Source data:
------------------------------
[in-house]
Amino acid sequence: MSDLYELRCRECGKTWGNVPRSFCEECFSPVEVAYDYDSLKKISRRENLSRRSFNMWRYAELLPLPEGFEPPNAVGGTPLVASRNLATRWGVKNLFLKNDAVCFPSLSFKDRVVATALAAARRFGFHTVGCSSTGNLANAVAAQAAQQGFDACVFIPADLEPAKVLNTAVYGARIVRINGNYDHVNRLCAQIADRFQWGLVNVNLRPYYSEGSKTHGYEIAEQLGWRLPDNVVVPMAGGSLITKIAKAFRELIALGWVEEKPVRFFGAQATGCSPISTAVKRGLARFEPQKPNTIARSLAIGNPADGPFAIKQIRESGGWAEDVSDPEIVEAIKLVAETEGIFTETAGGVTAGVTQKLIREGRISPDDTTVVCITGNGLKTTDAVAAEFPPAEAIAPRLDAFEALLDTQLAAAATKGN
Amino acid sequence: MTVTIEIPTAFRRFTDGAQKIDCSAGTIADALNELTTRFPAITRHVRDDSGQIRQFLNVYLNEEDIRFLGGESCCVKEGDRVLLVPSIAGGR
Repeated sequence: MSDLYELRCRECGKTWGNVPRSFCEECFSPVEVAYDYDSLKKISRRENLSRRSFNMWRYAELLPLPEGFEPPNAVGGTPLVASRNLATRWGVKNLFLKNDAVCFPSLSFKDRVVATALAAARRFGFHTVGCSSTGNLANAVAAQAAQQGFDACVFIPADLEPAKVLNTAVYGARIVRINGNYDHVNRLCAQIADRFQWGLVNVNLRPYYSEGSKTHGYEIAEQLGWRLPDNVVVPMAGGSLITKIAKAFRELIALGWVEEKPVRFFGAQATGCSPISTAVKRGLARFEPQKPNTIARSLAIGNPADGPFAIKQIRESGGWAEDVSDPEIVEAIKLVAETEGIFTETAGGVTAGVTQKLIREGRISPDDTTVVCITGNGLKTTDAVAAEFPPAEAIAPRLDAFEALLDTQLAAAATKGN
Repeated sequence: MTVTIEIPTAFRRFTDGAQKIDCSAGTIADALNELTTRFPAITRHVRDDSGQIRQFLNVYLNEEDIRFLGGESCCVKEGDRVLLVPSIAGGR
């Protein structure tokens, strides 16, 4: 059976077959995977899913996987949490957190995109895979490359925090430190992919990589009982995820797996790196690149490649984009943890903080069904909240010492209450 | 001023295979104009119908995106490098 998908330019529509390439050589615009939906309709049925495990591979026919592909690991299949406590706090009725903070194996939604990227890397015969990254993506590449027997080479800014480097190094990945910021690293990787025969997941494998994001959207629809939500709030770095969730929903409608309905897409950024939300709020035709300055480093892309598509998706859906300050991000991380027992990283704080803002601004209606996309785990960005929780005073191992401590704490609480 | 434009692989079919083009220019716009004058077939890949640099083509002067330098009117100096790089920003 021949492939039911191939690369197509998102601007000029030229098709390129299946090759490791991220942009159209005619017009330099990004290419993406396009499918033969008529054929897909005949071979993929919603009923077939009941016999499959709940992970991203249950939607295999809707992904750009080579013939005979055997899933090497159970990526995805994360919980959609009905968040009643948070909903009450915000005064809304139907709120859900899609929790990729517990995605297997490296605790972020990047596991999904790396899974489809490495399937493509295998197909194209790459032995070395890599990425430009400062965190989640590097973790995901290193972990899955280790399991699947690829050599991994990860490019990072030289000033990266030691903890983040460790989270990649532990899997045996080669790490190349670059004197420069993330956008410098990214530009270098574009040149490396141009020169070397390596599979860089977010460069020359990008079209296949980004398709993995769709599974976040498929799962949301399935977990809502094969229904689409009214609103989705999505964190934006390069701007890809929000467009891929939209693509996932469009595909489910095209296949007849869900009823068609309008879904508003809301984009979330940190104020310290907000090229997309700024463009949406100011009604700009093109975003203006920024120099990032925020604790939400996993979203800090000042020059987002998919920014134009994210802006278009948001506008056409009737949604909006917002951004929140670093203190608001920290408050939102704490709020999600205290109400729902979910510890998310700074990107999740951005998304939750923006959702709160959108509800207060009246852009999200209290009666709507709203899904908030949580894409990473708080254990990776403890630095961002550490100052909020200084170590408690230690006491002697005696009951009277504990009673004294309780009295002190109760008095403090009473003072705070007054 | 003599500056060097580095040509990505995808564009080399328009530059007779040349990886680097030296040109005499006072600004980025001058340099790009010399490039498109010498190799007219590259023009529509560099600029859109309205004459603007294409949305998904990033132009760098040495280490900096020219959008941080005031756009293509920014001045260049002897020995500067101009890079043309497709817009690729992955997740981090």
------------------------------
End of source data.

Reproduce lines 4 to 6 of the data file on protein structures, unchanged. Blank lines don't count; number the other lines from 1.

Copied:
Repeated sequence: MSDLYELRCRECGKTWGNVPRSFCEECFSPVEVAYDYDSLKKISRRENLSRRSFNMWRYAELLPLPEGFEPPNAVGGTPLVASRNLATRWGVKNLFLKNDAVCFPSLSFKDRVVATALAAARRFGFHTVGCSSTGNLANAVAAQAAQQGFDACVFIPADLEPAKVLNTAVYGARIVRINGNYDHVNRLCAQIADRFQWGLVNVNLRPYYSEGSKTHGYEIAEQLGWRLPDNVVVPMAGGSLITKIAKAFRELIALGWVEEKPVRFFGAQATGCSPISTAVKRGLARFEPQKPNTIARSLAIGNPADGPFAIKQIRESGGWAEDVSDPEIVEAIKLVAETEGIFTETAGGVTAGVTQKLIREGRISPDDTTVVCITGNGLKTTDAVAAEFPPAEAIAPRLDAFEALLDTQLAAAATKGN
Repeated sequence: MTVTIEIPTAFRRFTDGAQKIDCSAGTIADALNELTTRFPAITRHVRDDSGQIRQFLNVYLNEEDIRFLGGESCCVKEGDRVLLVPSIAGGR
């Protein structure tokens, strides 16, 4: 059976077959995977899913996987949490957190995109895979490359925090430190992919990589009982995820797996790196690149490649984009943890903080069904909240010492209450 | 001023295979104009119908995106490098 998908330019529509390439050589615009939906309709049925495990591979026919592909690991299949406590706090009725903070194996939604990227890397015969990254993506590449027997080479800014480097190094990945910021690293990787025969997941494998994001959207629809939500709030770095969730929903409608309905897409950024939300709020035709300055480093892309598509998706859906300050991000991380027992990283704080803002601004209606996309785990960005929780005073191992401590704490609480 | 434009692989079919083009220019716009004058077939890949640099083509002067330098009117100096790089920003 021949492939039911191939690369197509998102601007000029030229098709390129299946090759490791991220942009159209005619017009330099990004290419993406396009499918033969008529054929897909005949071979993929919603009923077939009941016999499959709940992970991203249950939607295999809707992904750009080579013939005979055997899933090497159970990526995805994360919980959609009905968040009643948070909903009450915000005064809304139907709120859900899609929790990729517990995605297997490296605790972020990047596991999904790396899974489809490495399937493509295998197909194209790459032995070395890599990425430009400062965190989640590097973790995901290193972990899955280790399991699947690829050599991994990860490019990072030289000033990266030691903890983040460790989270990649532990899997045996080669790490190349670059004197420069993330956008410098990214530009270098574009040149490396141009020169070397390596599979860089977010460069020359990008079209296949980004398709993995769709599974976040498929799962949301399935977990809502094969229904689409009214609103989705999505964190934006390069701007890809929000467009891929939209693509996932469009595909489910095209296949007849869900009823068609309008879904508003809301984009979330940190104020310290907000090229997309700024463009949406100011009604700009093109975003203006920024120099990032925020604790939400996993979203800090000042020059987002998919920014134009994210802006278009948001506008056409009737949604909006917002951004929140670093203190608001920290408050939102704490709020999600205290109400729902979910510890998310700074990107999740951005998304939750923006959702709160959108509800207060009246852009999200209290009666709507709203899904908030949580894409990473708080254990990776403890630095961002550490100052909020200084170590408690230690006491002697005696009951009277504990009673004294309780009295002190109760008095403090009473003072705070007054 | 003599500056060097580095040509990505995808564009080399328009530059007779040349990886680097030296040109005499006072600004980025001058340099790009010399490039498109010498190799007219590259023009529509560099600029859109309205004459603007294409949305998904990033132009760098040495280490900096020219959008941080005031756009293509920014001045260049002897020995500067101009890079043309497709817009690729992955997740981090």